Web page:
The payment service provider Computop has developed a new payment method in which the information required for payment is transferred to the smartphone via NFC (Near Field Communication). This means that the payment process can be made independently of a card terminal in the store, the company said. The payment itself is then made with a payment service of your choice such as PayPal, Google Pay or Apple Pay.
The Bamberg-based company calls the payment method “Computop Close-by”, which is similar to the well-known QR code method. An NFC tag replaces the QR code and transmits the information required for the transaction to the smartphone. This then redirects to a website where users can pay with the payment method of their choice. A data connection of the smartphone is therefore necessary.
Also works with the iPhone
According to the provider, one advantage for retailers is that the system works without a card terminal. Shops can store the transaction information in NFC price tags, for example. In contrast to the QR code, the process is also forgery-proof, emphasizes Computop. You can also pay with the iPhone via this detour without using Apple Pay directly. Apple has not yet opened the iPhone’s NFC interface for other payment services.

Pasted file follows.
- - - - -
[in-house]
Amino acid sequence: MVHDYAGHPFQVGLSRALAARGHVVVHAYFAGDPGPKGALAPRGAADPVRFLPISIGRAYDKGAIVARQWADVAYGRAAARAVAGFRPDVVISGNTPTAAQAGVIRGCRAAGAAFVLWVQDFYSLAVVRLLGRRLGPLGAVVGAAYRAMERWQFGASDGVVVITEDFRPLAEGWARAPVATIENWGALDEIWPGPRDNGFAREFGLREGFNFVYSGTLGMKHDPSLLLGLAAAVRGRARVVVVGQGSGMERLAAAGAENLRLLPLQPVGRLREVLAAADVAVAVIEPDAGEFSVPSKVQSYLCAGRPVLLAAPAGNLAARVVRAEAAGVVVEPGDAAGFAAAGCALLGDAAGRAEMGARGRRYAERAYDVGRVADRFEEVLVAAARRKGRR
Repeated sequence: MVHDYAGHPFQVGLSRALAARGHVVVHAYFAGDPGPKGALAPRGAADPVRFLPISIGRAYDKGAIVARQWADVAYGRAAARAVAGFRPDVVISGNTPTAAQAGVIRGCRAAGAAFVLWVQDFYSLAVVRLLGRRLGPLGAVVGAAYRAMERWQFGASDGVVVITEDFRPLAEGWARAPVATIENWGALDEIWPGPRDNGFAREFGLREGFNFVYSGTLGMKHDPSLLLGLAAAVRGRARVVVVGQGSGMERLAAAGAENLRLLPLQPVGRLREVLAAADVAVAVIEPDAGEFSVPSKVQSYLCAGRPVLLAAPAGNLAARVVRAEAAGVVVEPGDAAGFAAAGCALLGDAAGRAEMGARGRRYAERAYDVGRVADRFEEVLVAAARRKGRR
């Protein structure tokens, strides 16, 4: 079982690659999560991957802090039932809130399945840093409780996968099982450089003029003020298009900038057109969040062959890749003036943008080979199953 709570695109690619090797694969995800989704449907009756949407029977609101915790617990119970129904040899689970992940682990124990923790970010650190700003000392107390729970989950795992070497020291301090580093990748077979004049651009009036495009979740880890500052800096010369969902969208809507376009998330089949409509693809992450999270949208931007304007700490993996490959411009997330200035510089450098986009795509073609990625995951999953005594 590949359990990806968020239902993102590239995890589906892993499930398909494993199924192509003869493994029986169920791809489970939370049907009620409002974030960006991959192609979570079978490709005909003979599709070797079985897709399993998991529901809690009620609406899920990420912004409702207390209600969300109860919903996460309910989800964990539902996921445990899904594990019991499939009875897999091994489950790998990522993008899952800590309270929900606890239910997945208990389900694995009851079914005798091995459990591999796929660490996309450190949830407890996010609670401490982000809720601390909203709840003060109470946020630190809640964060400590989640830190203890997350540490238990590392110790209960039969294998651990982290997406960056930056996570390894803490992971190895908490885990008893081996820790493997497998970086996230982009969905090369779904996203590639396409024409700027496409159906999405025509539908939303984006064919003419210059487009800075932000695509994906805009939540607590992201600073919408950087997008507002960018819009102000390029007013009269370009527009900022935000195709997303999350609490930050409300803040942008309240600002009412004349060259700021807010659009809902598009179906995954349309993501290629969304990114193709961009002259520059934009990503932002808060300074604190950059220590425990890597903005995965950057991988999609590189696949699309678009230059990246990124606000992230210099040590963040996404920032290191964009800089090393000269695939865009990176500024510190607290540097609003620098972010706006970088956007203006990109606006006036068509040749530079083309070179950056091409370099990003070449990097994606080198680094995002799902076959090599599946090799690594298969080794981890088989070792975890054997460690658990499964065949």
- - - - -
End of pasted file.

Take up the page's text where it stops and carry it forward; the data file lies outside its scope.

The provider also recommends the method for paying at machines or charging stations for electric cars. For the latter, “close-by” could be a welcome compromise. The federal government has decided that new charging stations will also have to be equipped with a card reader from 2023 in order to enable payment with giro or credit cards. The regulation is controversial.
Ralf Gladis, founder and co-owner of Computop, made a significant contribution to this development: “Computop Close-by is, like many innovations, an intelligent combination of existing technologies,” explains company founder Ralf Gladis, who was significantly involved in the development. “As a first mover in this area, we have applied for international patent protection for this product, which further strengthens our competitiveness.”